Speaking to The Herald yesterday, police national spokesperson Senior Assistant Commissioner Charity Charamba said the police had no such plans.
She said the author of the story had suggested the idea and that at no point did she mention that the police was targeting bank accounts as an option to recover traffic fines.
“The story is false and I want to make it clear that as the police we do not have such plans,” she said.
“He (the reporter) is the one who suggested that, to which I responded that as police we will welcome that policy if it was to be put in place,” she said.
“The reporter already had his story when he interviewed me because he said the story was a follow up to (Home Affairs) Minister Ignatius Chombo’s remarks that he saw on television.
“He was asking for my opinion, to which I emphatically told him that if such a proposal was to be made, it would benefit the police.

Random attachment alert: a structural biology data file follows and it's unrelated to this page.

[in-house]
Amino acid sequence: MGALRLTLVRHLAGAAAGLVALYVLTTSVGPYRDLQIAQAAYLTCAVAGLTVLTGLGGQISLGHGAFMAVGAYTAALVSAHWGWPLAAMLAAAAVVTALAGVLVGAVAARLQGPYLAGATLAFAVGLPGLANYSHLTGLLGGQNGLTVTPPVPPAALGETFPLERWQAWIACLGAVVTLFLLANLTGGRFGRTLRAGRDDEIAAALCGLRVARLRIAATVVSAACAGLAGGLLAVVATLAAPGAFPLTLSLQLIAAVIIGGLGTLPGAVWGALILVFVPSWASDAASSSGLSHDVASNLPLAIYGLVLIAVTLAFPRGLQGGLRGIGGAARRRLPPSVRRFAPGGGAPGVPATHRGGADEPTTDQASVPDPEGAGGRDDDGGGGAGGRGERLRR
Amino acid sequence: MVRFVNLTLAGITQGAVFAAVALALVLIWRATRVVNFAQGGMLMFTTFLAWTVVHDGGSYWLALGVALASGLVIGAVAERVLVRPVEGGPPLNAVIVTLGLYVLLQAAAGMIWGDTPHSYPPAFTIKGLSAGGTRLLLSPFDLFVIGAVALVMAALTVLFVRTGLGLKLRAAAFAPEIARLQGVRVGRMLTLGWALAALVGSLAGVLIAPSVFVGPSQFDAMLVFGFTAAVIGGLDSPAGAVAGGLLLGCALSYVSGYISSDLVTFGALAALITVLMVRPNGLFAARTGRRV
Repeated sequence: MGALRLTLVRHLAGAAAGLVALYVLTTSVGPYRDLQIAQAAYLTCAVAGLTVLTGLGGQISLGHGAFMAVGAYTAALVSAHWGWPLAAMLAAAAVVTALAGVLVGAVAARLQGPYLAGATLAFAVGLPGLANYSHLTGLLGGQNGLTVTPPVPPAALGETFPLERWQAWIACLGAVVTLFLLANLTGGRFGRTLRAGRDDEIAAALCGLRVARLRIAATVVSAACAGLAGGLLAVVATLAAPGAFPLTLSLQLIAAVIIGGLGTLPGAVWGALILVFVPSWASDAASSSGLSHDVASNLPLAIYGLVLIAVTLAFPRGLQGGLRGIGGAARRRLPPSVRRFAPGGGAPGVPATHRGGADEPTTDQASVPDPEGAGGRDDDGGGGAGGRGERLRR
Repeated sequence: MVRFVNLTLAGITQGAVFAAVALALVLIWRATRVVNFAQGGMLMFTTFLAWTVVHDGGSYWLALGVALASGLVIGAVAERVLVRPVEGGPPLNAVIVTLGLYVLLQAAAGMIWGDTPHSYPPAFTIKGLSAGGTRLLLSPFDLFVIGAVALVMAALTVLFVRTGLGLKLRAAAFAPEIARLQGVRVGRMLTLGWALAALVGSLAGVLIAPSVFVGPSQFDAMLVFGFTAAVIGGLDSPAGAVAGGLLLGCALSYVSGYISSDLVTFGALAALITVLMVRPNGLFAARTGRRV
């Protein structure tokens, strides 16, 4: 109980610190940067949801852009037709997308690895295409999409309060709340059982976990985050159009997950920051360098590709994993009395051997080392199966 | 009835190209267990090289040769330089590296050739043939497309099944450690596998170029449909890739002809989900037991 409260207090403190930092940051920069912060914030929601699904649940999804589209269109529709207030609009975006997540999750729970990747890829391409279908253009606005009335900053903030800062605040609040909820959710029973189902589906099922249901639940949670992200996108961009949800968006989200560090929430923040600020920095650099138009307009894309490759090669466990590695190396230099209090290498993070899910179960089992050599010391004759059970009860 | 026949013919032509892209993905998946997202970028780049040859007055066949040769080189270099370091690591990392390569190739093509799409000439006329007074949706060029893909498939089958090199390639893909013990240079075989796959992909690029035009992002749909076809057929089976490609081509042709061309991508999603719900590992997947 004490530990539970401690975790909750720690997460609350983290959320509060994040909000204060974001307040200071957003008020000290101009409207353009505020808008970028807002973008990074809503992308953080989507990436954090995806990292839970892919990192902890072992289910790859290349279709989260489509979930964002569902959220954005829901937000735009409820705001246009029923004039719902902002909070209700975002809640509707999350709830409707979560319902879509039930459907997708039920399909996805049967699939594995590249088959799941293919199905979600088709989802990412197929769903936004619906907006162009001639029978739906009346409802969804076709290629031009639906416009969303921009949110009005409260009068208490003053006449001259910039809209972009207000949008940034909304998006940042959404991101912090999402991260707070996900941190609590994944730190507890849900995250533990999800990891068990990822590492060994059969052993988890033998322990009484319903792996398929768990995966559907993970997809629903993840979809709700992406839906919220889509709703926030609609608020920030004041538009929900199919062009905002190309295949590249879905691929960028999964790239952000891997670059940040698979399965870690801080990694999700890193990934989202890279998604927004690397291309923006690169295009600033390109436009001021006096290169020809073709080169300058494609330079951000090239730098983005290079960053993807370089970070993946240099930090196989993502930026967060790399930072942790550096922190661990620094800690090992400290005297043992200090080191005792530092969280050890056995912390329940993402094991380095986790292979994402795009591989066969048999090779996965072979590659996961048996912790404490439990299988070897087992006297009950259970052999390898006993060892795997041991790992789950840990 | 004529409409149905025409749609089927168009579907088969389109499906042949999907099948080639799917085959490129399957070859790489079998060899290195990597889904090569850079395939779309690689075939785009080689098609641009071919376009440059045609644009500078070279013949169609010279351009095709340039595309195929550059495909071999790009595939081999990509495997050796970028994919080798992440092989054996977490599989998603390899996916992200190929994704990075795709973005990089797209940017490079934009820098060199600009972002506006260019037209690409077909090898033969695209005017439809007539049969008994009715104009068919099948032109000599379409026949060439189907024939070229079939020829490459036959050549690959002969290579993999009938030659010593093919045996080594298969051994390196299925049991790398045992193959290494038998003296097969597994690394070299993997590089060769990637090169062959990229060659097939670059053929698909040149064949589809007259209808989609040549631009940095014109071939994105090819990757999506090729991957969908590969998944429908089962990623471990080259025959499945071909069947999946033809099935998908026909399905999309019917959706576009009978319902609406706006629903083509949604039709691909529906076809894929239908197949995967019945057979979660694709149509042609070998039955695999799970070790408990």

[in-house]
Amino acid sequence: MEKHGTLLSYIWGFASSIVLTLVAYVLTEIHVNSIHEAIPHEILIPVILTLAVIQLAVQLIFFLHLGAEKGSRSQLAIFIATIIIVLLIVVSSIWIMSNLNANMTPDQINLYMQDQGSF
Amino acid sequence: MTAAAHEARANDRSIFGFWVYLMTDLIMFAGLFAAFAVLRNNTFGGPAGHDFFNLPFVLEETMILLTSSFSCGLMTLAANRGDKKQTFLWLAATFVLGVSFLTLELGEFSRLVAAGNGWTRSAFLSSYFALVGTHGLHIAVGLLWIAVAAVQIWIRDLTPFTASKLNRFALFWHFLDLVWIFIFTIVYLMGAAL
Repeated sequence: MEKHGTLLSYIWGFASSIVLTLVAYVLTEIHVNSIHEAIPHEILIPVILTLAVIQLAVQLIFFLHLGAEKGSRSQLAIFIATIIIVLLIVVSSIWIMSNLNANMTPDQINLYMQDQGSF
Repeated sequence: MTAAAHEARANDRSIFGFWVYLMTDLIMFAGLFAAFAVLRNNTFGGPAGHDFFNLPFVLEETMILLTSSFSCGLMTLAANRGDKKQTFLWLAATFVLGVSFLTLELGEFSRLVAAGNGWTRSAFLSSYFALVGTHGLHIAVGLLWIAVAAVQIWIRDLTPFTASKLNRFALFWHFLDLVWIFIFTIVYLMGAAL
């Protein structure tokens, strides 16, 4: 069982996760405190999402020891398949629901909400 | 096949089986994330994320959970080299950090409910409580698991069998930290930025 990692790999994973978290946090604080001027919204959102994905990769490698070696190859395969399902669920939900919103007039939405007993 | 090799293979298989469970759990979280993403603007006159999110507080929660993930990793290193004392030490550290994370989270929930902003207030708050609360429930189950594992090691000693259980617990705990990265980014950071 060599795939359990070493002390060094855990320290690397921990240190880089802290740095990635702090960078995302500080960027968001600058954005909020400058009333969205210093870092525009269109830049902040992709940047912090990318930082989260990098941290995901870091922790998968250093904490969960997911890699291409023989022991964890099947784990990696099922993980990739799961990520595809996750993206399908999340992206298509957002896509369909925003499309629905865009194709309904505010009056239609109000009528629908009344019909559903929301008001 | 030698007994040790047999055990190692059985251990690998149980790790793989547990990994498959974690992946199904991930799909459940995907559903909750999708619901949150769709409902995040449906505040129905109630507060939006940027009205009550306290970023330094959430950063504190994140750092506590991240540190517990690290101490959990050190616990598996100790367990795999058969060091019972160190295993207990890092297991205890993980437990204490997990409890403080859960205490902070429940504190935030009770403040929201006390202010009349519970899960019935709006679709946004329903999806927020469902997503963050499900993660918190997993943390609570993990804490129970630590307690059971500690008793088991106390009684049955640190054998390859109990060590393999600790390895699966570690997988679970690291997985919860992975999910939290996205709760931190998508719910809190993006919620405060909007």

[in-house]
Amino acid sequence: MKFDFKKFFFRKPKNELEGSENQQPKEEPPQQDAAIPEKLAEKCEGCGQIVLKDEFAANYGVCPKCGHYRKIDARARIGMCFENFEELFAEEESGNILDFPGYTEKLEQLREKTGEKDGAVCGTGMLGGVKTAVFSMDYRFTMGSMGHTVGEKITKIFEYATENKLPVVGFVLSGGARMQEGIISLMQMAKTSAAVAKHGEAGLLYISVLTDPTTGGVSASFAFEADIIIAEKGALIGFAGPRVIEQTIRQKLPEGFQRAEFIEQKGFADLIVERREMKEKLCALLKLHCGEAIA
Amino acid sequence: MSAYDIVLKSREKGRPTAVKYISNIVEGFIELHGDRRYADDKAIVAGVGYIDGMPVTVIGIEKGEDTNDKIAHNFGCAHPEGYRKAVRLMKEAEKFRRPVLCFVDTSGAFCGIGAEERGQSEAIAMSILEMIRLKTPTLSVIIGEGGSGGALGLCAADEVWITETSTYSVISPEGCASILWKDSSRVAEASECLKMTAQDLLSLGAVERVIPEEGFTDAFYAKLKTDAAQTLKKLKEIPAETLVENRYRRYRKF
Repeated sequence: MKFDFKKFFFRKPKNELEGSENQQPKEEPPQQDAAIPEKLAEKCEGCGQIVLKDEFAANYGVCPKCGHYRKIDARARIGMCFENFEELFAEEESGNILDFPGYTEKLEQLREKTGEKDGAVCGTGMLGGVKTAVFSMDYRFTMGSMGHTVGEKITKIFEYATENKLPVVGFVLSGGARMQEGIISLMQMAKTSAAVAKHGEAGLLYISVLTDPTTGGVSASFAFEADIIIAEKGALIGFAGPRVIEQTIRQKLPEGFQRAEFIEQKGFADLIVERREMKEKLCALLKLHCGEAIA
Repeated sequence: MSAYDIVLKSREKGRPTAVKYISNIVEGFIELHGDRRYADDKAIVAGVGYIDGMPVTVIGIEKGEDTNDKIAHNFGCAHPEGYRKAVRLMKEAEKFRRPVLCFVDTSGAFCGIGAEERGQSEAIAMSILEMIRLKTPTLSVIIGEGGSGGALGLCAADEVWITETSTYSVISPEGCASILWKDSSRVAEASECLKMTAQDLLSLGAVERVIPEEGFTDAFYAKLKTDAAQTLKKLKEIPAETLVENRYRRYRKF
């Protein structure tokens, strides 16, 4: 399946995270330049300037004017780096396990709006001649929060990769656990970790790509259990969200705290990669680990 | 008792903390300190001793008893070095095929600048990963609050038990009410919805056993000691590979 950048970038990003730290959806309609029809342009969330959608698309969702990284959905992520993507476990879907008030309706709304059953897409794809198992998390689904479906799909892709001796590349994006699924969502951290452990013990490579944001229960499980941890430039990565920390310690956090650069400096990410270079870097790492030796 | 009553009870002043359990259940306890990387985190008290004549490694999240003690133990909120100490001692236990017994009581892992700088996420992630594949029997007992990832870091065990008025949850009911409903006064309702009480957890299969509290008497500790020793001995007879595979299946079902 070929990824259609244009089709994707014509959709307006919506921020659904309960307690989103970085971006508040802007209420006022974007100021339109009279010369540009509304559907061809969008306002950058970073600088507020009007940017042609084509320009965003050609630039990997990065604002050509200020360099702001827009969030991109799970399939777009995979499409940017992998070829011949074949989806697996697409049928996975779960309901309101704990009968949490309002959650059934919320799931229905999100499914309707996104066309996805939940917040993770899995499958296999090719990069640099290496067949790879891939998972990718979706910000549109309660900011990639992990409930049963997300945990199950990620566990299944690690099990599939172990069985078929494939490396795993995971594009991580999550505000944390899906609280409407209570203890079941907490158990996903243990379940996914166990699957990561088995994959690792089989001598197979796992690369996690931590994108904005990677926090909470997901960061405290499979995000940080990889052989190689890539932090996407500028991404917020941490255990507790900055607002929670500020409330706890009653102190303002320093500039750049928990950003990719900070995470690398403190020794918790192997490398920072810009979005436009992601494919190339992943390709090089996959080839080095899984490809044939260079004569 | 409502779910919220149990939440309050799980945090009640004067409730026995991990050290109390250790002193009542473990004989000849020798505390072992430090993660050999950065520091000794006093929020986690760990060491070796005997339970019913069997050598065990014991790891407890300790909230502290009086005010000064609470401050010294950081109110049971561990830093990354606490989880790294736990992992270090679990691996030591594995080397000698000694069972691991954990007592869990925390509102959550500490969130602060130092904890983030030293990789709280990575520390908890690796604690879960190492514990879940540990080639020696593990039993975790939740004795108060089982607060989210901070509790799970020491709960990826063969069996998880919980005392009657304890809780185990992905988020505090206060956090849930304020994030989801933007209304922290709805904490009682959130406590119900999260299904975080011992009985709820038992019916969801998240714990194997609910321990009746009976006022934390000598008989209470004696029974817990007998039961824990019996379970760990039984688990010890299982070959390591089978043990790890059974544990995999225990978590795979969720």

“At no point did I state that police are now targeting bank accounts to retrieve fines for traffic offences.
“The story is just misleading and mischievous.”
The story stated that the police wanted to introduce new technology that captures biometric data of all drivers’ licence holders under an initiative that would see offending motorists’ bank accounts being garnished when they failed to pay fines.
It further alleged the innovation would also detect fake drivers’ licences and was part of the Zimbabwe Republic Police’s digitalisation programme that began with launch of a website in Harare last Friday.
Police currently issue tickets to traffic offenders, allowing motorists to pay fines at their nearest police stations within seven days.
Police at times asked traffic offenders to pay spot fines but last year High Court Judge Justice Francis Bere said there was no legislation backing such action.